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Hoffmann, R. A wiki for the life sciences where authorship matters. Nature Genetics (2008)

Growth differentiation factor-9 stimulates proliferation but suppresses the follicle-stimulating hormone-induced differentiation of cultured granulosa cells from small antral and preovulatory rat follicles.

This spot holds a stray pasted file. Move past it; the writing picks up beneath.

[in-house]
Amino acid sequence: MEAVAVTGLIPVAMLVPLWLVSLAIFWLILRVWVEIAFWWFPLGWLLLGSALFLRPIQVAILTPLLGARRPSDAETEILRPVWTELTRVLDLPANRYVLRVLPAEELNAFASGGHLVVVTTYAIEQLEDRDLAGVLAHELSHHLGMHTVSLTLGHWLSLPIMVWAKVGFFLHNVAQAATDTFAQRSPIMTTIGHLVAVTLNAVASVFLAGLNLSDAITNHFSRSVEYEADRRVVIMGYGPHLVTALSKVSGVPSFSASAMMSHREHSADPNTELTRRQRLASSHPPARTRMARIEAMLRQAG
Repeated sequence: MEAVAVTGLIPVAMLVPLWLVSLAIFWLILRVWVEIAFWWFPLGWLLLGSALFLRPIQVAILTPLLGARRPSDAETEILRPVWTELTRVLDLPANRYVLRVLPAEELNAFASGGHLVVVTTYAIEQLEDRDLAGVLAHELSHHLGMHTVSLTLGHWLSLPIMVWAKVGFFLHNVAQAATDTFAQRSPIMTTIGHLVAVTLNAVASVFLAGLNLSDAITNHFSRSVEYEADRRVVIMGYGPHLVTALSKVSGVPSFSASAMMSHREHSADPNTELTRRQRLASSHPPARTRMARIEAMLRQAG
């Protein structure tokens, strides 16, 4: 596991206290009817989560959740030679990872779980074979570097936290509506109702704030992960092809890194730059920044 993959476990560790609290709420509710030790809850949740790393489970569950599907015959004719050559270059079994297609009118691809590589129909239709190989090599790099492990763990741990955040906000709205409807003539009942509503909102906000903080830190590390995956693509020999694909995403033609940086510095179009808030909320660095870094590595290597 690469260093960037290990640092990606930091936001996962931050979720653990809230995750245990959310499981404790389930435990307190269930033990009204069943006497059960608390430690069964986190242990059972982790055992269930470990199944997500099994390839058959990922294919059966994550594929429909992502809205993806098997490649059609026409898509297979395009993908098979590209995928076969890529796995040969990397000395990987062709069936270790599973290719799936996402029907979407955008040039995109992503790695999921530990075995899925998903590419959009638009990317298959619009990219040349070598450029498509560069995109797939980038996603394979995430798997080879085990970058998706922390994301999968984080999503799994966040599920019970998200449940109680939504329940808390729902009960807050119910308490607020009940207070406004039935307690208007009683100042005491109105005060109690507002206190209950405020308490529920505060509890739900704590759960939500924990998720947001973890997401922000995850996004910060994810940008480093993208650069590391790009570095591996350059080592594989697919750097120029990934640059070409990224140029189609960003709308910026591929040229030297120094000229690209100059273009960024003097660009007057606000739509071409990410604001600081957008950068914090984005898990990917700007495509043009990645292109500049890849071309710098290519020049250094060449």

In addition to pituitary gonadotropins and paracrine factors, ovarian follicle development is also modulated by oocyte factors capable of stimulating granulosa cell proliferation but suppressing their differentiation. The nature of these oocyte factors is unclear. Because growth differentiation factor-9 (GDF-9) enhanced preantral follicle growth and was detected in the oocytes of early antral and preovulatory follicles, we hypothesized that this oocyte hormone could regulate the proliferation and differentiation of granulosa cells from these advanced follicles. Treatment with recombinant GDF-9, but not FSH, stimulated thymidine incorporation into cultured granulosa cells from both early antral and preovulatory follicles, accompanied by increases in granulosa cell number. Although GDF-9 treatment alone stimulated basal steroidogenesis in granulosa cells, cotreatment with GDF-9 suppressed FSH-stimulated progesterone and estradiol production. In addition, GDF-9 cotreatment attentuated FSH- induced LH receptor formation. The inhibitory effects of GDF-9 on FSH-induced granulosa cell differentiation were accompanied by decreases in the FSH-induced cAMP production. These data suggested that GDF-9 is a proliferation factor for granulosa cells from early antral and preovulatory follicles but suppresses FSH-induced differentiation of the same cells. Thus, oocyte-derived GDF-9 could account, at least partially, for the oocyte factor(s) previously reported to control cumulus and granulosa cell differentiation.[1]


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